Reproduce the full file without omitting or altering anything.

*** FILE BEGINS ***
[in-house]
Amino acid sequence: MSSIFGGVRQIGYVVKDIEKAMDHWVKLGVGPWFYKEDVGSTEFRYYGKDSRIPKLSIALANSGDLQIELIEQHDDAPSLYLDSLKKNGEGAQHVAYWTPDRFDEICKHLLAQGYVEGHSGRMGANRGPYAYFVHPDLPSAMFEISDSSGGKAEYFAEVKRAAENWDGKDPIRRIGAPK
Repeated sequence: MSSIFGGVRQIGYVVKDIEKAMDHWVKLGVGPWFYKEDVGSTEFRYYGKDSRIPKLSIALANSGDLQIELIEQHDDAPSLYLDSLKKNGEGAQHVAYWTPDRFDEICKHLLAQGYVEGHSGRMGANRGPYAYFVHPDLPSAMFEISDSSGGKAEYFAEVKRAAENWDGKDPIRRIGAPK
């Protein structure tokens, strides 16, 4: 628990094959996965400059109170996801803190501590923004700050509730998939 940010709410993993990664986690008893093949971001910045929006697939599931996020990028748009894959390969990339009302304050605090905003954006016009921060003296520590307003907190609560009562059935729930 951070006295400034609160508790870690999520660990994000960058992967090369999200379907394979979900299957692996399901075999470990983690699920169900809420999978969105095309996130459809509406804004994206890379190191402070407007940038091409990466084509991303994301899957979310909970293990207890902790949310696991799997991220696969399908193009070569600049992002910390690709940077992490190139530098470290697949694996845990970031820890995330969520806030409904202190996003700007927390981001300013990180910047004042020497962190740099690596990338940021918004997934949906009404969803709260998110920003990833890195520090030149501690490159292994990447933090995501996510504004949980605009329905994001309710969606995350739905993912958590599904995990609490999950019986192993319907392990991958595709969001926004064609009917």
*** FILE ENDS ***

[in-house]
Amino acid sequence: MSSIFGGVRQIGYVVKDIEKAMDHWVKLGVGPWFYKEDVGSTEFRYYGKDSRIPKLSIALANSGDLQIELIEQHDDAPSLYLDSLKKNGEGAQHVAYWTPDRFDEICKHLLAQGYVEGHSGRMGANRGPYAYFVHPDLPSAMFEISDSSGGKAEYFAEVKRAAENWDGKDPIRRIGAPK
Repeated sequence: MSSIFGGVRQIGYVVKDIEKAMDHWVKLGVGPWFYKEDVGSTEFRYYGKDSRIPKLSIALANSGDLQIELIEQHDDAPSLYLDSLKKNGEGAQHVAYWTPDRFDEICKHLLAQGYVEGHSGRMGANRGPYAYFVHPDLPSAMFEISDSSGGKAEYFAEVKRAAENWDGKDPIRRIGAPK
């Protein structure tokens, strides 16, 4: 628990094959996965400059109170996801803190501590923004700050509730998939 940010709410993993990664986690008893093949971001910045929006697939599931996020990028748009894959390969990339009302304050605090905003954006016009921060003296520590307003907190609560009562059935729930 951070006295400034609160508790870690999520660990994000960058992967090369999200379907394979979900299957692996399901075999470990983690699920169900809420999978969105095309996130459809509406804004994206890379190191402070407007940038091409990466084509991303994301899957979310909970293990207890902790949310696991799997991220696969399908193009070569600049992002910390690709940077992490190139530098470290697949694996845990970031820890995330969520806030409904202190996003700007927390981001300013990180910047004042020497962190740099690596990338940021918004997934949906009404969803709260998110920003990833890195520090030149501690490159292994990447933090995501996510504004949980605009329905994001309710969606995350739905993912958590599904995990609490999950019986192993319907392990991958595709969001926004064609009917």